I have a question concerning a proof that a group of order 144 is not simple.

Given two Sylow 3-subgroups, $P$ and $Q$, we know that $P$ and $Q$ are both abelian as they are of order $p^2$. Let $M=N_G(P \cap Q)$. Then $P \cap Q$ is a normal subgroup and therefore normal in both $P$ and $Q$. This is where I am running in to a problem, the proof goes on to conclude that since $P$ and $Q$ are subset of $M$, then $PQ \subseteq M$. I am not sure how to prove this to myself.

Also, $|P \cap Q|=3$.


Let $G$ be a group of order 144 and assume that $G$ is simple. We will argue through an analysis of the Sylow 3-subgroups of $G$ to arrive at a contradiction. On the way we will use a result maybe less known.

Lemma Let $G$ be a group and $p$ a prime dividing the order of $G$. Assume that for every pair $P, Q \in Syl_p(G)$, $P=Q$ or $P \cap Q = 1$. Then $n_p=|Syl_p(G)| \equiv 1$ mod $|P|$.

Note that this generalizes the well-known result that $n_p \equiv 1$ mod $p$. I will not prove the lemma, but to sketch it: fix a $P \in Syl_p(G)$ and let this group act on the set of all Sylow $p$-subgroups by conjugation. The orbit of $P$ itself is $\{P\}$ and if $Q \neq P$, the orbit of $Q$ has length $|P|$.

Let's get on with the analysis. Since $G$ is simple there are at least two different $P, Q \in Syl_3(G)$. Put $D = P \cap Q$. Of course $D$ is a proper subgroup of $G$. We are going to show that in fact $D=1$. In that case we can apply the lemma, $n_3 \equiv 1$ mod 9 and together with the fact that $n_3 \in \{1,2,4,8,16\}$, this yields $n_3 =1$, which means that the Sylow 3-subgroup is normal, against our assumption $G$ being simple.
Now suppose $D \neq 1$. Since $P \neq Q$, $D$ is a proper subgroup of $P$, but $|P|=9$, so $|D|=3$. Put $H=N_G(D)$. Indeed $P,Q \subset H$, because $P$ and $Q$ are abelian. Note that since $P$ and $Q$ are different subgroups, $P\neq H$ and index$[H:P] \neq 2$, so index$[H:P] \geq 4$. On the other hand, index$[G:H]$ cannot be $2$, otherwise $H$ would be normal in the simple group $G$, so it must be a divisor of $16$ and be at least $4$. All this can only be the case if $|H|=36$, or equivalently, index $[G:H]=4$.
Of course core$_G(H)=1$ and this means that $G/$core$_G(H)=G$ can be embedded in $S_4$, which is absurd since $144 \nmid 24$. This is the final contradiction and hence $G$ cannot be simple.

  • $\begingroup$ where did P and Q become abelian? I would understand that if the order of P and Q were prime because then they'd be cyclic and obviously abelian, but here I'm not quite seeing it because the orders of P and Q are 9. $\endgroup$ Dec 11 '13 at 1:56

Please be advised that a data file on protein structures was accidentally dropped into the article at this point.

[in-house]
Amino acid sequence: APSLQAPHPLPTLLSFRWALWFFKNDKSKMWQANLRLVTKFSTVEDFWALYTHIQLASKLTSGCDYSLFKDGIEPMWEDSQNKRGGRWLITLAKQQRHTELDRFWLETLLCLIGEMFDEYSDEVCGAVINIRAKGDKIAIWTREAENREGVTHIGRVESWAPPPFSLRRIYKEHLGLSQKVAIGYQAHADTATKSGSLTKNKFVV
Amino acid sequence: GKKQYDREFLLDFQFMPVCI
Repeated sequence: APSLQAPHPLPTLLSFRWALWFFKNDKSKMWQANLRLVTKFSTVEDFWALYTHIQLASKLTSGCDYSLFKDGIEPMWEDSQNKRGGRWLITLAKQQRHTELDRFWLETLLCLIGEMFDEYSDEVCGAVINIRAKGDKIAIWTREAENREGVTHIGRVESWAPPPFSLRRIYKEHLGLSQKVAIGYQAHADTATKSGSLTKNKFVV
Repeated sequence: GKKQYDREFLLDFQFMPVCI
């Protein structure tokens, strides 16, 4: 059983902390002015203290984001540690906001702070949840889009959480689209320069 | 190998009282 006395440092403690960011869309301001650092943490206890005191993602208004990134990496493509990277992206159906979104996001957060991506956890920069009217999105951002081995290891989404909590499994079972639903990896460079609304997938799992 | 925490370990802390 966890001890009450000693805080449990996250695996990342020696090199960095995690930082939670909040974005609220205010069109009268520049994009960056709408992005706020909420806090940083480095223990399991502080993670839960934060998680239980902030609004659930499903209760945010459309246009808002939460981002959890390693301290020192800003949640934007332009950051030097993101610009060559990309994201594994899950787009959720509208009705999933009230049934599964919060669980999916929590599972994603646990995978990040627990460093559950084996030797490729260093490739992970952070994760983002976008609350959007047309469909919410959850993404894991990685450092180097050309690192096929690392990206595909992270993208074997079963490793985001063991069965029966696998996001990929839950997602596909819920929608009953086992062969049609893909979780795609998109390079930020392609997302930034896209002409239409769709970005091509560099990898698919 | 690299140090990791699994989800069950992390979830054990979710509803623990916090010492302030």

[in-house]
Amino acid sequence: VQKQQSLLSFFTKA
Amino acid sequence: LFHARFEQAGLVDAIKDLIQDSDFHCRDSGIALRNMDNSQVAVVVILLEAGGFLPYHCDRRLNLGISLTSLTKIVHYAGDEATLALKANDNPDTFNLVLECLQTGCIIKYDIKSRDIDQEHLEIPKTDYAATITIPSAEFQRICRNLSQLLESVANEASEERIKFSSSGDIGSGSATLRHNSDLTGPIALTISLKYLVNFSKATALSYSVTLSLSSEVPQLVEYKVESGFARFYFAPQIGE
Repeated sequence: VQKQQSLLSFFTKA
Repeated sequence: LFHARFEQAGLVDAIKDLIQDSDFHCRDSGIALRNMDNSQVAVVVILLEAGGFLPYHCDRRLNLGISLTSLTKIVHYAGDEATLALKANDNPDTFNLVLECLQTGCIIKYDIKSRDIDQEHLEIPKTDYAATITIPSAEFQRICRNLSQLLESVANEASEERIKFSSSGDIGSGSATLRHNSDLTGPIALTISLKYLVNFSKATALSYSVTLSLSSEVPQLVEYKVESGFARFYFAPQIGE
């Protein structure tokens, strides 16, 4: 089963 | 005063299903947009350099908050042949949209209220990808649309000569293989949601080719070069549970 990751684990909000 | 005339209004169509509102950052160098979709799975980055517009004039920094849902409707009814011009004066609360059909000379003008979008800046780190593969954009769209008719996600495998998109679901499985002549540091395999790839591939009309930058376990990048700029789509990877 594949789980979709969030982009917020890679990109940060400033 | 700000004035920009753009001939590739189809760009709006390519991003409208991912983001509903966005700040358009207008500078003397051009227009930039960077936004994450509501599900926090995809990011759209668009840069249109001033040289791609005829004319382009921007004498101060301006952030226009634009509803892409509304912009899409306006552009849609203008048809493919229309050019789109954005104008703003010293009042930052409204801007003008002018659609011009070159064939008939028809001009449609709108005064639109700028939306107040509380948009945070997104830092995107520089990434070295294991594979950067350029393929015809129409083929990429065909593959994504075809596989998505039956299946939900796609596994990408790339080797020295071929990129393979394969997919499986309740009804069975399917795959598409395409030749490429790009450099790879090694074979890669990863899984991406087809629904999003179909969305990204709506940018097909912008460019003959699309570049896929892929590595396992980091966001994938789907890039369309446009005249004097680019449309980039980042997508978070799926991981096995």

• 1
    $\begingroup$ In general, if the order of a group is the square of a prime, then this group must be abelian! $\endgroup$ Dec 11 '13 at 6:08
  • $\begingroup$ Sir, can you please help me in a different proof of same problem math.stackexchange.com/questions/1727781/… $\endgroup$
    – User
    Apr 4 '16 at 18:17
  • $\begingroup$ I see that Juanpemo already has helped you. $\endgroup$ Apr 4 '16 at 19:01

For the record, a slightly different argument to prove that $3$-Sylows intersect trivially, needed for Nicky's answer. This works for many other orders.

Let $P$ and $Q$ be two $3$-Sylow subgroups and suppose that $C=P\cap Q$ is non-trivial, so that it is in fact cyclic of order $3$. As $P$ and $Q$ are abelian, we have that $P\cup Q\subseteq N_G(C)$ and therefore the normalizer $N_G(C)$ contains the set $\{ab:a\in P,b\in Q\}$ which has $|P|\cdot|Q|/|P\cap Q|=27$ elements. It follows from this that $$[G:N_G(C)]\leq\frac{144}{27}<6.$$ This tells us that set set of subgroups conjugate to $C$ in $G$ has at most $5$ elements, and since $C$ is not normal in $G$, at least $2$. Since $G$ acts transitively on this set, we thus have a non-constant morphism $G\to S_m$ with $2\leq m\leq 5$. This is absurd, since $|G|>5!$:


As $P$ and $Q$ are both abelian, each normalizes $P\cap Q$, so by definition is in $M$. Let me add that it may not be true that $PQ$ is a group. In general, if $P$ and $Q$ are subgroups of $M$, then $\langle P, Q\rangle$ is a subgroup of $M$. However, in this case $\langle P, Q\rangle= PQ$ because $P$ and $Q$ are abelian.

  • $\begingroup$ But $P$ and $Q$ do not normalize each other, so $PQ$ does not have to be a group! Even if they are both abelian! $\endgroup$ Dec 2 '13 at 23:59

Your Answer

By clicking “Post Your Answer”, you agree to our terms of service, privacy policy and cookie policy

Not the answer you're looking for? Browse other questions tagged or ask your own question.